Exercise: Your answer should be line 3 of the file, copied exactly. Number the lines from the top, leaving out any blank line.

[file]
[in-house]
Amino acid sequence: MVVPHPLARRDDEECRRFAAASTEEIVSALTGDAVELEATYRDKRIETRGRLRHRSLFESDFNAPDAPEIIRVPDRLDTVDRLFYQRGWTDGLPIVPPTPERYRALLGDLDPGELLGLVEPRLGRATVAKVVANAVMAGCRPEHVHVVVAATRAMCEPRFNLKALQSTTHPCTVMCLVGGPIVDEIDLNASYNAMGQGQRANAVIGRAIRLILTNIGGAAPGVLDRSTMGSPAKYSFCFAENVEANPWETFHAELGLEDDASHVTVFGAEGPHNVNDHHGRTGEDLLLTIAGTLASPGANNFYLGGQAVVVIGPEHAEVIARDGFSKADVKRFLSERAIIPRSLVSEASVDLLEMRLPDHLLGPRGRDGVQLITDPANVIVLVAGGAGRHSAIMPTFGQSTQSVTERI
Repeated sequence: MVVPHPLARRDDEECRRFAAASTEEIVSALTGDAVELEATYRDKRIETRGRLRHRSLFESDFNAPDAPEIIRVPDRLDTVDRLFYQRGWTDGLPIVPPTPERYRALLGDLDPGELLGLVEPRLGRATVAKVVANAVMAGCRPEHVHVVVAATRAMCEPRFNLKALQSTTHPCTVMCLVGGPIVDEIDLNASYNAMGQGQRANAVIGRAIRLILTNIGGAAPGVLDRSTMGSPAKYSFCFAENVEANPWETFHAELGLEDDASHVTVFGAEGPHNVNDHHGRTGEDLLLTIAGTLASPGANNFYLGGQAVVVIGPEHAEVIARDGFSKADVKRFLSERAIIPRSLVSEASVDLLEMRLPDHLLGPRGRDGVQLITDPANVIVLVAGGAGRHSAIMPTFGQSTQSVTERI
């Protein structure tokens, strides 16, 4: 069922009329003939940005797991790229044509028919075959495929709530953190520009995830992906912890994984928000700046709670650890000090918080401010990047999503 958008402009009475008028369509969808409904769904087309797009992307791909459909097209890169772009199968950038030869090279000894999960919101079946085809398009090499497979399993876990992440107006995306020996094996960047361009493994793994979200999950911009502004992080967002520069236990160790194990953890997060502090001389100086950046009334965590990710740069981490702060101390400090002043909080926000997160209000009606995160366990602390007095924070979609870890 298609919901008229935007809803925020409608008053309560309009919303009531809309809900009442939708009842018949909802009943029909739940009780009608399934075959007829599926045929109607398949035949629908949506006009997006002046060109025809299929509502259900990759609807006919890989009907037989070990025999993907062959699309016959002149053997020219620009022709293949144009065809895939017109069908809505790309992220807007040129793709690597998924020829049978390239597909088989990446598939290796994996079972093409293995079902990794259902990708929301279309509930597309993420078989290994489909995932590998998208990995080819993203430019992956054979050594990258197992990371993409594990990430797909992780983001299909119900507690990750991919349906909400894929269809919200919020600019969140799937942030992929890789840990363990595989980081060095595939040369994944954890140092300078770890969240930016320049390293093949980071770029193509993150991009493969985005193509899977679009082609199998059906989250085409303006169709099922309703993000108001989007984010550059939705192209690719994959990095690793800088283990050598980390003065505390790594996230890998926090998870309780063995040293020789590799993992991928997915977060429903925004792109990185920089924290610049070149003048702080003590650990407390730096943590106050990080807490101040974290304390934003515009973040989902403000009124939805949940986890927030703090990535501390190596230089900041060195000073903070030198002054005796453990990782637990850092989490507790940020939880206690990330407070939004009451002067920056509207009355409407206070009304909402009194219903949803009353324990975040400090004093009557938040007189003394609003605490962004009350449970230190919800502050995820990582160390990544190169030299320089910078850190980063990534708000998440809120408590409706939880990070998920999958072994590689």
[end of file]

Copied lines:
Repeated sequence: MVVPHPLARRDDEECRRFAAASTEEIVSALTGDAVELEATYRDKRIETRGRLRHRSLFESDFNAPDAPEIIRVPDRLDTVDRLFYQRGWTDGLPIVPPTPERYRALLGDLDPGELLGLVEPRLGRATVAKVVANAVMAGCRPEHVHVVVAATRAMCEPRFNLKALQSTTHPCTVMCLVGGPIVDEIDLNASYNAMGQGQRANAVIGRAIRLILTNIGGAAPGVLDRSTMGSPAKYSFCFAENVEANPWETFHAELGLEDDASHVTVFGAEGPHNVNDHHGRTGEDLLLTIAGTLASPGANNFYLGGQAVVVIGPEHAEVIARDGFSKADVKRFLSERAIIPRSLVSEASVDLLEMRLPDHLLGPRGRDGVQLITDPANVIVLVAGGAGRHSAIMPTFGQSTQSVTERI